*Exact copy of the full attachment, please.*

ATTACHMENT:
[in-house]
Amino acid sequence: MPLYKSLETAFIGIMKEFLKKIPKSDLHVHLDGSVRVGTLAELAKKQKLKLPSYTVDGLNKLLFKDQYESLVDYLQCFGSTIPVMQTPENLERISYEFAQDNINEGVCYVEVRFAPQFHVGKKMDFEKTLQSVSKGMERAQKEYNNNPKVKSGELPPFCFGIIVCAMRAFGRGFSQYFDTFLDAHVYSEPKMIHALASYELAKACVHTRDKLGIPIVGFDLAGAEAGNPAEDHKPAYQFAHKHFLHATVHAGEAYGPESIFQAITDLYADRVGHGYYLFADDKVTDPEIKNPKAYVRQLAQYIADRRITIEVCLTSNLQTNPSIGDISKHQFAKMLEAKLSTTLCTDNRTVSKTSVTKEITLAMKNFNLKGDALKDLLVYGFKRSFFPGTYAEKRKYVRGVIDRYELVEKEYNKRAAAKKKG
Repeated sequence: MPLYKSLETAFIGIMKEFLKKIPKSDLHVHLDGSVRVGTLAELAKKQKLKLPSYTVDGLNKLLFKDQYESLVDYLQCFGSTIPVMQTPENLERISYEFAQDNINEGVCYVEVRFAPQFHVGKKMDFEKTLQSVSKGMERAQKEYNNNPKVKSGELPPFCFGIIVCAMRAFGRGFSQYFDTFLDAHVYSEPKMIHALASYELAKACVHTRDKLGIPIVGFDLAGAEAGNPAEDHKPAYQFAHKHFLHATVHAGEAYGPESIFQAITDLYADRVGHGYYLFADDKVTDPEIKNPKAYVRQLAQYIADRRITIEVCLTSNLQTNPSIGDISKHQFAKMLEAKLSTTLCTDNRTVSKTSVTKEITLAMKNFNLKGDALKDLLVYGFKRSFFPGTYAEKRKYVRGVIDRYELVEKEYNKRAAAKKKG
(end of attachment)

[in-house]
Amino acid sequence: MPLYKSLETAFIGIMKEFLKKIPKSDLHVHLDGSVRVGTLAELAKKQKLKLPSYTVDGLNKLLFKDQYESLVDYLQCFGSTIPVMQTPENLERISYEFAQDNINEGVCYVEVRFAPQFHVGKKMDFEKTLQSVSKGMERAQKEYNNNPKVKSGELPPFCFGIIVCAMRAFGRGFSQYFDTFLDAHVYSEPKMIHALASYELAKACVHTRDKLGIPIVGFDLAGAEAGNPAEDHKPAYQFAHKHFLHATVHAGEAYGPESIFQAITDLYADRVGHGYYLFADDKVTDPEIKNPKAYVRQLAQYIADRRITIEVCLTSNLQTNPSIGDISKHQFAKMLEAKLSTTLCTDNRTVSKTSVTKEITLAMKNFNLKGDALKDLLVYGFKRSFFPGTYAEKRKYVRGVIDRYELVEKEYNKRAAAKKKG
Repeated sequence: MPLYKSLETAFIGIMKEFLKKIPKSDLHVHLDGSVRVGTLAELAKKQKLKLPSYTVDGLNKLLFKDQYESLVDYLQCFGSTIPVMQTPENLERISYEFAQDNINEGVCYVEVRFAPQFHVGKKMDFEKTLQSVSKGMERAQKEYNNNPKVKSGELPPFCFGIIVCAMRAFGRGFSQYFDTFLDAHVYSEPKMIHALASYELAKACVHTRDKLGIPIVGFDLAGAEAGNPAEDHKPAYQFAHKHFLHATVHAGEAYGPESIFQAITDLYADRVGHGYYLFADDKVTDPEIKNPKAYVRQLAQYIADRRITIEVCLTSNLQTNPSIGDISKHQFAKMLEAKLSTTLCTDNRTVSKTSVTKEITLAMKNFNLKGDALKDLLVYGFKRSFFPGTYAEKRKYVRGVIDRYELVEKEYNKRAAAKKKG